(Chris Jones’s article appeared in the Chicago Tribune, 11/7.)

Given its inexorable associations with the glamorous Kennedy White House and such formidable but distant personas as Richard Burton and Julie Andrews, Alan Jay Lerner and Frederick Loewe's exquisitely scored "Camelot" now usually comes with a retro patina, a stiff echo of an age long gone.

And I speak not of King Arthur's Britain, but of 1960.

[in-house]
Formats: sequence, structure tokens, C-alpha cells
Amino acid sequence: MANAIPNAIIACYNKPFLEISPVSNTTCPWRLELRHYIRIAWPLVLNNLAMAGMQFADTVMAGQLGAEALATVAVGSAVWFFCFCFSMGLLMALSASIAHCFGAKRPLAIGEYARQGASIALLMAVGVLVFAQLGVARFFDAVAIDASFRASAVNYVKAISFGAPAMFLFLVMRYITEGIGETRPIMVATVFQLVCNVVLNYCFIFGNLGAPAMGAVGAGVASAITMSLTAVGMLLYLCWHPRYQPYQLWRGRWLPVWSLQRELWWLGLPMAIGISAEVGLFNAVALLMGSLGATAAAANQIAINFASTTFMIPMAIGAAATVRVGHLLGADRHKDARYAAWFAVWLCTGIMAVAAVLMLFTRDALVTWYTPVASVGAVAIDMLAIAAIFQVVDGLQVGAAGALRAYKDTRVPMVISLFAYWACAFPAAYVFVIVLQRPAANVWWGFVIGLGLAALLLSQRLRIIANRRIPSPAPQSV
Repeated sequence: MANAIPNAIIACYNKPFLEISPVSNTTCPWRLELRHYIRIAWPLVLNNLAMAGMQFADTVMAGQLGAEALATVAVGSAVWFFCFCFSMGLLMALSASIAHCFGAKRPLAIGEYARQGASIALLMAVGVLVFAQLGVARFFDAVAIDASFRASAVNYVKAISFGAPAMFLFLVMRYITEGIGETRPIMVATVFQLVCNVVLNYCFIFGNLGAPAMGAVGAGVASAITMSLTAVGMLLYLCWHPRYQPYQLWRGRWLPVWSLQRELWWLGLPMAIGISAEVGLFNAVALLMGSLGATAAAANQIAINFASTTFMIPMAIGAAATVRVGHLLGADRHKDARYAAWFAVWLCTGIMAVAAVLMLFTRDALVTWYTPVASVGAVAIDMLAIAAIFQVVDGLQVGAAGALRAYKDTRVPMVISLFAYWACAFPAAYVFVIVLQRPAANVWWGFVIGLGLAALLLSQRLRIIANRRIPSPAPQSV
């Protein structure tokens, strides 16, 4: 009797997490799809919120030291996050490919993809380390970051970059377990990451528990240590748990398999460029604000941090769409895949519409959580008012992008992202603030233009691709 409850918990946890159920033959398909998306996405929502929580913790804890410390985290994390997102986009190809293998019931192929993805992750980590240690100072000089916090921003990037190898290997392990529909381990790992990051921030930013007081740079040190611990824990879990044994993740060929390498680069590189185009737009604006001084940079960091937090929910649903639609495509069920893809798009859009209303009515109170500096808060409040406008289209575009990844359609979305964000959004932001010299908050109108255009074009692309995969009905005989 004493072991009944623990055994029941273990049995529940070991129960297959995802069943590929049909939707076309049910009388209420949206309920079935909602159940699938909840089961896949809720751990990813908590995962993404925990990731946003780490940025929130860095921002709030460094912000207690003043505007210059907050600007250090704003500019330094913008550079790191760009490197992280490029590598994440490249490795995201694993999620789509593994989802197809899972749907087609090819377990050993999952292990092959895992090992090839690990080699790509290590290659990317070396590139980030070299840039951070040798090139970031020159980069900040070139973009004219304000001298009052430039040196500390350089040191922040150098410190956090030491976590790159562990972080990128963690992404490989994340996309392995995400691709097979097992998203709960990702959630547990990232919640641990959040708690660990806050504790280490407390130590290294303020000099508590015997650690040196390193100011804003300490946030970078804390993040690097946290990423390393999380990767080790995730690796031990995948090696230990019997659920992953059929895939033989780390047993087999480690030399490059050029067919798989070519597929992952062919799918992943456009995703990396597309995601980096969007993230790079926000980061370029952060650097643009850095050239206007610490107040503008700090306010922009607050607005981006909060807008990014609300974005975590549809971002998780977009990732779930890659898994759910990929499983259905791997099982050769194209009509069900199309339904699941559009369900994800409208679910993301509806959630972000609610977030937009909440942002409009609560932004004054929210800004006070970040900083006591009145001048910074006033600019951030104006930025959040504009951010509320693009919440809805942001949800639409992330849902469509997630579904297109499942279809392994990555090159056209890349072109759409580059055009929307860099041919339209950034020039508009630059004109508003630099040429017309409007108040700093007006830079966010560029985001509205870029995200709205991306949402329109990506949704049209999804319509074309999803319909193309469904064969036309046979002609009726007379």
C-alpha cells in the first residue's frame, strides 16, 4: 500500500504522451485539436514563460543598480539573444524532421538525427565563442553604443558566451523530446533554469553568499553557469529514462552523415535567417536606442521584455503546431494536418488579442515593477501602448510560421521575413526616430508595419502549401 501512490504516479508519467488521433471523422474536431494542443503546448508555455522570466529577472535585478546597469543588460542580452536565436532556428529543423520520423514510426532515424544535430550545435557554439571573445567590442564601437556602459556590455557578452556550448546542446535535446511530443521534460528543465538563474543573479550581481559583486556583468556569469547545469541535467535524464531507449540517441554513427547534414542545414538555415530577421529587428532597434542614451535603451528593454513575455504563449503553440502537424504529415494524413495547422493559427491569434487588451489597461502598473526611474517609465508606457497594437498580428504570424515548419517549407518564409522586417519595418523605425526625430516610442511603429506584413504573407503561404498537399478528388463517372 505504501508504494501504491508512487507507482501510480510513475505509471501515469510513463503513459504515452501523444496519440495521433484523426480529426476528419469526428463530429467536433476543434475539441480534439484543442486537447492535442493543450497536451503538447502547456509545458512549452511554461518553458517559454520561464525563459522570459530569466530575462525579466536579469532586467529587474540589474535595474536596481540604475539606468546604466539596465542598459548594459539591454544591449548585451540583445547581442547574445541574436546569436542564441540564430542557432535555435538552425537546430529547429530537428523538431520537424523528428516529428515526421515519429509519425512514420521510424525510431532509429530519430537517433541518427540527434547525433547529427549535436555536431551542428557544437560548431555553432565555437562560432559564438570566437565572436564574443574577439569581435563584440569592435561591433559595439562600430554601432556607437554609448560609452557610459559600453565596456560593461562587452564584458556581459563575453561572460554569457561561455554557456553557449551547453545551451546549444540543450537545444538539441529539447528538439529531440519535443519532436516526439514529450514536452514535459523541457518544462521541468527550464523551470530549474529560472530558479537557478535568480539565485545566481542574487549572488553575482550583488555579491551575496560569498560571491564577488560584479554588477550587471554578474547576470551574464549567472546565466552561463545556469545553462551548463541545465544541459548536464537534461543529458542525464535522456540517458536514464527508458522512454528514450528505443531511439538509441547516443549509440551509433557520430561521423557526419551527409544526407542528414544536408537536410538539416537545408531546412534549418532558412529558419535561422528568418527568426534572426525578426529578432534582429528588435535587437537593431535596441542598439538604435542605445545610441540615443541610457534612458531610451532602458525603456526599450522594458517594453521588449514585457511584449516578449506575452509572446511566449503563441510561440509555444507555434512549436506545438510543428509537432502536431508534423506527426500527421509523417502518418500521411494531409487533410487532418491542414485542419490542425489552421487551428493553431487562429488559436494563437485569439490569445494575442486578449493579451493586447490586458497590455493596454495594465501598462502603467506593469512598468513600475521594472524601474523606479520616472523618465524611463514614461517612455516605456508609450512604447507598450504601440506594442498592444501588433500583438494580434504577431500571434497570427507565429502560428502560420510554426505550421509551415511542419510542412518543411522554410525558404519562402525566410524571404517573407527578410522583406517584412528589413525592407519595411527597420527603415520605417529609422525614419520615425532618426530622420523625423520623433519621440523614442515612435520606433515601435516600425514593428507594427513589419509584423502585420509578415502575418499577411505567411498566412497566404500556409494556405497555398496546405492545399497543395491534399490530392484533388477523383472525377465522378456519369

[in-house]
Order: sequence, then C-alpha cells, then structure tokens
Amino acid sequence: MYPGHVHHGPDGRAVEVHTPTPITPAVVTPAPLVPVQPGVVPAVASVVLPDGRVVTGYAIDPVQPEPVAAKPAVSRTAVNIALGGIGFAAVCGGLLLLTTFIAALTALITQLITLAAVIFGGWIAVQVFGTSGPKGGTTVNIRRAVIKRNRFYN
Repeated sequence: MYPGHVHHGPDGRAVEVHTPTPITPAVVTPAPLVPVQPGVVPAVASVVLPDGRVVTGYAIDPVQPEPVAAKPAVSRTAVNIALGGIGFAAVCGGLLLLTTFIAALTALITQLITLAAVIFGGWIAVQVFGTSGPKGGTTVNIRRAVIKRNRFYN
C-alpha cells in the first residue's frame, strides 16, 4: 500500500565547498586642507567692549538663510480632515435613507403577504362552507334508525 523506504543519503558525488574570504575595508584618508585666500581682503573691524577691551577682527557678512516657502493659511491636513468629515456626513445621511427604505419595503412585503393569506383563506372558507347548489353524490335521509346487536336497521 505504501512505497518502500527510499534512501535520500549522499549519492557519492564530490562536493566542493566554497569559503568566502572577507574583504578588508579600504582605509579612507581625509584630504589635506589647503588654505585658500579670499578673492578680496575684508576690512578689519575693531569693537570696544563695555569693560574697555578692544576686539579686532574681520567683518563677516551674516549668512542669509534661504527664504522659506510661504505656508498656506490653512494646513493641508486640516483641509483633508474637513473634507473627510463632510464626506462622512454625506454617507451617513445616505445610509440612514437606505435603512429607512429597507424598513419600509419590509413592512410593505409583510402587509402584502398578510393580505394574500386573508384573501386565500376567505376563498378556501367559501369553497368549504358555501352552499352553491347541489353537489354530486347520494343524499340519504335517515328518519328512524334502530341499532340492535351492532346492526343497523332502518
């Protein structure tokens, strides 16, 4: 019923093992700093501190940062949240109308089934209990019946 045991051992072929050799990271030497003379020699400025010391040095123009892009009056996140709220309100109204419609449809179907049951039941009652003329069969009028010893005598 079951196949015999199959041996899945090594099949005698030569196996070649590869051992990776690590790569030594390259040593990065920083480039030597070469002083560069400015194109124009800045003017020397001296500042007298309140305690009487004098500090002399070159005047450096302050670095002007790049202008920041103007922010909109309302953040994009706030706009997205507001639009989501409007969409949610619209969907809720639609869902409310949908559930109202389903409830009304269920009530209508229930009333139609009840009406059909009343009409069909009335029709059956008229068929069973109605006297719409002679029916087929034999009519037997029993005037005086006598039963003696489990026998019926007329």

The genuinely revisionist new production at the Drury Lane Theatre — the local debut of the New York-based director named Alan Souza and authorized by Liza Lerner, the keeper of the flame for musicals by Lerner and Loewe — ponders a rather different question: Wither "Camelot" for a generation seduced by frozen dystopias and "Game of Thrones"?


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